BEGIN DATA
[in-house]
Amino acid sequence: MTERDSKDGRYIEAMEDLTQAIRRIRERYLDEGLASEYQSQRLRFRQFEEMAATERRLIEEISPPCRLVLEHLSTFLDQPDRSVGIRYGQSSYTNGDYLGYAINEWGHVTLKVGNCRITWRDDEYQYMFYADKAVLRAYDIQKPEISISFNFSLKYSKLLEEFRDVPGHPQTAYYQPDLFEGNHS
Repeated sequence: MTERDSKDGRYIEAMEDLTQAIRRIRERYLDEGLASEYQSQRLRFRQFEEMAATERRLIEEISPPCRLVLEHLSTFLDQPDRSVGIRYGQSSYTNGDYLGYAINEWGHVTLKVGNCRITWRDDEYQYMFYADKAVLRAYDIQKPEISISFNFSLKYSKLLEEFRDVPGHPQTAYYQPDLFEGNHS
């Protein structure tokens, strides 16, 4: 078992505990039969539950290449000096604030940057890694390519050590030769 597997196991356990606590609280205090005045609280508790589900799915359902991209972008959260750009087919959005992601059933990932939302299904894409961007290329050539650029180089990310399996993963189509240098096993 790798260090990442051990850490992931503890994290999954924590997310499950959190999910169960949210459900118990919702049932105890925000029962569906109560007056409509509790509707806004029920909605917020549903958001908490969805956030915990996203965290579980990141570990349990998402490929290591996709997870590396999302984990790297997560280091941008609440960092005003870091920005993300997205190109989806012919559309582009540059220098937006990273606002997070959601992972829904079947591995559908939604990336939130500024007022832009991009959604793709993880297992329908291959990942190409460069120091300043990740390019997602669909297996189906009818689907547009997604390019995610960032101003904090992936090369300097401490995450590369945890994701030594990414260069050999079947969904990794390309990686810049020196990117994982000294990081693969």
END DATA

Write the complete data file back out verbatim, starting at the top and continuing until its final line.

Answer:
[in-house]
Amino acid sequence: MTERDSKDGRYIEAMEDLTQAIRRIRERYLDEGLASEYQSQRLRFRQFEEMAATERRLIEEISPPCRLVLEHLSTFLDQPDRSVGIRYGQSSYTNGDYLGYAINEWGHVTLKVGNCRITWRDDEYQYMFYADKAVLRAYDIQKPEISISFNFSLKYSKLLEEFRDVPGHPQTAYYQPDLFEGNHS
Repeated sequence: MTERDSKDGRYIEAMEDLTQAIRRIRERYLDEGLASEYQSQRLRFRQFEEMAATERRLIEEISPPCRLVLEHLSTFLDQPDRSVGIRYGQSSYTNGDYLGYAINEWGHVTLKVGNCRITWRDDEYQYMFYADKAVLRAYDIQKPEISISFNFSLKYSKLLEEFRDVPGHPQTAYYQPDLFEGNHS
């Protein structure tokens, strides 16, 4: 078992505990039969539950290449000096604030940057890694390519050590030769 597997196991356990606590609280205090005045609280508790589900799915359902991209972008959260750009087919959005992601059933990932939302299904894409961007290329050539650029180089990310399996993963189509240098096993 790798260090990442051990850490992931503890994290999954924590997310499950959190999910169960949210459900118990919702049932105890925000029962569906109560007056409509509790509707806004029920909605917020549903958001908490969805956030915990996203965290579980990141570990349990998402490929290591996709997870590396999302984990790297997560280091941008609440960092005003870091920005993300997205190109989806012919559309582009540059220098937006990273606002997070959601992972829904079947591995559908939604990336939130500024007022832009991009959604793709993880297992329908291959990942190409460069120091300043990740390019997602669909297996189906009818689907547009997604390019995610960032101003904090992936090369300097401490995450590369945890994701030594990414260069050999079947969904990794390309990686810049020196990117994982000294990081693969």